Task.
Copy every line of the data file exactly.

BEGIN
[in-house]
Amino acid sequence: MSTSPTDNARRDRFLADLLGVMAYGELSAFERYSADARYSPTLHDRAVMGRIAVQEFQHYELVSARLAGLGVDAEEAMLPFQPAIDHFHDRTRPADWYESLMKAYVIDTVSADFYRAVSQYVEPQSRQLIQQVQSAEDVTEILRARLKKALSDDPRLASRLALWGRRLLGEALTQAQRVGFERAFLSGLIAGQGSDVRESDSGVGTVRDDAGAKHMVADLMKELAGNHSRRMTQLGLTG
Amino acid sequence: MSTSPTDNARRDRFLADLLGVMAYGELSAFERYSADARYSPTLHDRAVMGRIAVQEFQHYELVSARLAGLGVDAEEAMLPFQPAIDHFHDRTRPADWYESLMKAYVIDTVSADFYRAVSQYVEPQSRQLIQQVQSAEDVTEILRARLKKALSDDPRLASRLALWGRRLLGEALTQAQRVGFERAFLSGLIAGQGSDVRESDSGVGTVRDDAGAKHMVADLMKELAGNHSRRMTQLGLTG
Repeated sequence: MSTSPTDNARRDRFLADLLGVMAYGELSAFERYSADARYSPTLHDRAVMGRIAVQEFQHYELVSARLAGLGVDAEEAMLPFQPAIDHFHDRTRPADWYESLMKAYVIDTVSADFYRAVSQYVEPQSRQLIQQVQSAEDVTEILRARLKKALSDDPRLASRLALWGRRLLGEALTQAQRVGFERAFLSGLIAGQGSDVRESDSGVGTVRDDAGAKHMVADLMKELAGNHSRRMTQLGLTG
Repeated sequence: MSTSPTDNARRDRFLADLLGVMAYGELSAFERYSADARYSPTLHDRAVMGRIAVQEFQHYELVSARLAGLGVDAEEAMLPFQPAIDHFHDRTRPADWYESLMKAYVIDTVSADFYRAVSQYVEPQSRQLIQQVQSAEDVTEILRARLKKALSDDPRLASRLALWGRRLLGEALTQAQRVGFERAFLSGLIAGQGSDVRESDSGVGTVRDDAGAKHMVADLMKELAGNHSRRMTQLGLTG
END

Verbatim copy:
[in-house]
Amino acid sequence: MSTSPTDNARRDRFLADLLGVMAYGELSAFERYSADARYSPTLHDRAVMGRIAVQEFQHYELVSARLAGLGVDAEEAMLPFQPAIDHFHDRTRPADWYESLMKAYVIDTVSADFYRAVSQYVEPQSRQLIQQVQSAEDVTEILRARLKKALSDDPRLASRLALWGRRLLGEALTQAQRVGFERAFLSGLIAGQGSDVRESDSGVGTVRDDAGAKHMVADLMKELAGNHSRRMTQLGLTG
Amino acid sequence: MSTSPTDNARRDRFLADLLGVMAYGELSAFERYSADARYSPTLHDRAVMGRIAVQEFQHYELVSARLAGLGVDAEEAMLPFQPAIDHFHDRTRPADWYESLMKAYVIDTVSADFYRAVSQYVEPQSRQLIQQVQSAEDVTEILRARLKKALSDDPRLASRLALWGRRLLGEALTQAQRVGFERAFLSGLIAGQGSDVRESDSGVGTVRDDAGAKHMVADLMKELAGNHSRRMTQLGLTG
Repeated sequence: MSTSPTDNARRDRFLADLLGVMAYGELSAFERYSADARYSPTLHDRAVMGRIAVQEFQHYELVSARLAGLGVDAEEAMLPFQPAIDHFHDRTRPADWYESLMKAYVIDTVSADFYRAVSQYVEPQSRQLIQQVQSAEDVTEILRARLKKALSDDPRLASRLALWGRRLLGEALTQAQRVGFERAFLSGLIAGQGSDVRESDSGVGTVRDDAGAKHMVADLMKELAGNHSRRMTQLGLTG
Repeated sequence: MSTSPTDNARRDRFLADLLGVMAYGELSAFERYSADARYSPTLHDRAVMGRIAVQEFQHYELVSARLAGLGVDAEEAMLPFQPAIDHFHDRTRPADWYESLMKAYVIDTVSADFYRAVSQYVEPQSRQLIQQVQSAEDVTEILRARLKKALSDDPRLASRLALWGRRLLGEALTQAQRVGFERAFLSGLIAGQGSDVRESDSGVGTVRDDAGAKHMVADLMKELAGNHSRRMTQLGLTG